I finished 33 books. The highlights were Megan Whalen Turner’s The Return of the King and Ben Aaronovitch’s False Value. There are two former autobuy authors who finally tipped over the edge for me to not even being library borrows, and a lot of ~meh~ mixed in. I tried a couple of self-published works from writers I’ve found via fandom(s); sometimes the original fic works for me and sometimes not, which is perhaps a function of the canon and backstory in fandom that requires more work to establish in original fiction. I’ve been letting myself read Obama’s memoir in bits and pieces, as a comfort, so I started in 2020 but it will finish as a 2021 read. (It’ll be a highlight, I’m pretty sure.)

Books I’m looking forward to in 2021:

  • Anna K. by Jenny Lee, a YA retelling of Anna Karenina. I haven’t read Anna Karenina since high school and my memory of it is such that I’m curious to read a YA adaptation.
  • We Own This City by Justin Fenton. Non-fiction account of the Baltimore City Police Gun Trace Task Force, whose members have been federally indicted for a variety of crimes, including racketeering, drug dealing, and illegal searches and seizures.
  • The new installment in Kelley Armstrong’s Rockton Yukon series.
  • What Abigail Did That Summer, a novella in the Rivers of London series by Ben Aaronovitch.

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Mish mash of things

Today, this morning, was such a relief. I don’t remember ever feeling so emotional about an inauguration before, for better or for ill. Part of it was celebration over the first Black Asian woman to be Vice President. But part of it was specific to the political atmosphere in the US right now.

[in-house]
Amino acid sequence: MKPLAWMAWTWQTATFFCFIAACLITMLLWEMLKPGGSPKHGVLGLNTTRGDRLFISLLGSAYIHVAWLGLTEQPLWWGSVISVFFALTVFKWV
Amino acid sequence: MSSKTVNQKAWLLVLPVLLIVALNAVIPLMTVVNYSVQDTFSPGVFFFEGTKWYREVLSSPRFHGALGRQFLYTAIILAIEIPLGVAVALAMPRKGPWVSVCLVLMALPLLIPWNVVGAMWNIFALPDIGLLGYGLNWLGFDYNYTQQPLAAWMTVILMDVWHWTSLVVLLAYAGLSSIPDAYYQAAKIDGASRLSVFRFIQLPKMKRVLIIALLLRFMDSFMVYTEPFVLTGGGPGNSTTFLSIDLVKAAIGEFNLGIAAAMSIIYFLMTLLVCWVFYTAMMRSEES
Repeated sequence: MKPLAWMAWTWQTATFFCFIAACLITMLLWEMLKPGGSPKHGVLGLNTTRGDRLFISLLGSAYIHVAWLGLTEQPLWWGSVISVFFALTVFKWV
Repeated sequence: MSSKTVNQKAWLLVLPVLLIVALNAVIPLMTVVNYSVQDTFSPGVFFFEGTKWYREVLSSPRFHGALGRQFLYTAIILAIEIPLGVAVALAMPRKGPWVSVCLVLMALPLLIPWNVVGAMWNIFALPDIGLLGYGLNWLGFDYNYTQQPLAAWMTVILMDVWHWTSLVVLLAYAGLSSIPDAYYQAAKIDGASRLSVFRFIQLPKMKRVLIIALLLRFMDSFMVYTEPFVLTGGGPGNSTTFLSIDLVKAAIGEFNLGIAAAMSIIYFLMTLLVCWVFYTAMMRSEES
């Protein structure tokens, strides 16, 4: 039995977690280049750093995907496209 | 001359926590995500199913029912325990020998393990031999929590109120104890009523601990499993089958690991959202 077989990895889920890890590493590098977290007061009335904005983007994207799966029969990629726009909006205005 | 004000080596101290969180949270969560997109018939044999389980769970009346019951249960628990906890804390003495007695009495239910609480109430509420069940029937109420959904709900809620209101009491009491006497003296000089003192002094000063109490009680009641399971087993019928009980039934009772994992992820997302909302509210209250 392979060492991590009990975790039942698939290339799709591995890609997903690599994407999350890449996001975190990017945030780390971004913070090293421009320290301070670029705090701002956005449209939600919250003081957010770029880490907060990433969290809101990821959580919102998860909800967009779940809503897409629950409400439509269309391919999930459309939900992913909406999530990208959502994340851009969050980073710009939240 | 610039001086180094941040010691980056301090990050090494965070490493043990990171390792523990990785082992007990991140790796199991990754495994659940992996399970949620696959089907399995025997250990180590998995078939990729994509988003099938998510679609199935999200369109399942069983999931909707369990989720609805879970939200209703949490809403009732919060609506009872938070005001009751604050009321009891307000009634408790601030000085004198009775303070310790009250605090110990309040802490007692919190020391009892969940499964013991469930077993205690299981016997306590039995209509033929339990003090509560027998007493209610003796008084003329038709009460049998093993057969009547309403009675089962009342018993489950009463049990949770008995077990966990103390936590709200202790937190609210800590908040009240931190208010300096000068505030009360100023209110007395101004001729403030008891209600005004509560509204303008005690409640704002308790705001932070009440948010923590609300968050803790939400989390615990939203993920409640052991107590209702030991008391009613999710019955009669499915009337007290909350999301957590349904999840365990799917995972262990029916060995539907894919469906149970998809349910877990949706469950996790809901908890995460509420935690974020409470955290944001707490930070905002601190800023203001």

I mentioned this to my sister and hadn’t really expressed it anywhere else, but I was very concerned about violence at the inauguration today. (I’m sure a lot of people were.) Yes, law enforcement seemed to be taking security more seriously, but in theory they should have been taking security seriously on 1/6 and failed. The thing that brought home to me the degree of security concern was the cancellation of all MARC trains from Sunday through Wednesday. I’ve lived in the metro area and commuted to DC through five inaugurations now. For prior inaugurations, service ran as usual or on a holiday schedule, or in 2009 on a special schedule that required specific tickets for specific departures, which is not how they operate generally. (I’ve always wondered if the inaugural trips, or at least in 2009, were money makers for a segment of public transportation that is always under threat of budget cuts.) Cancellation of four consecutive days of service is incredibly unusual and just flagged the concern about otherwise uncontrolled or untracked movement into the District.

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I’m trying to figure out how to refer to VP Kamala Harris when I speak or text about her. Kamala is a distinctive name, so is referring to her by that alone like Serena or Beyonce? A mark of respect for women who need no other identifier? Or is it disrespectful and diminishing, first-naming a powerful woman in a way that the last VP didn’t get named and the way white (male) politicians don’t get named?

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Every so often I’m reminded of an old (2010?) RWA presentation by Lauren Willig about throwing readers out of stories because of what they think they know. She was talking about the use of cameras in the early 19th century. There were cameras, or the ideas behind them, just not the same way modern readers think of them. But mentioning them in a Regency novel may jar readers out of the story, so writers need to weigh their choices.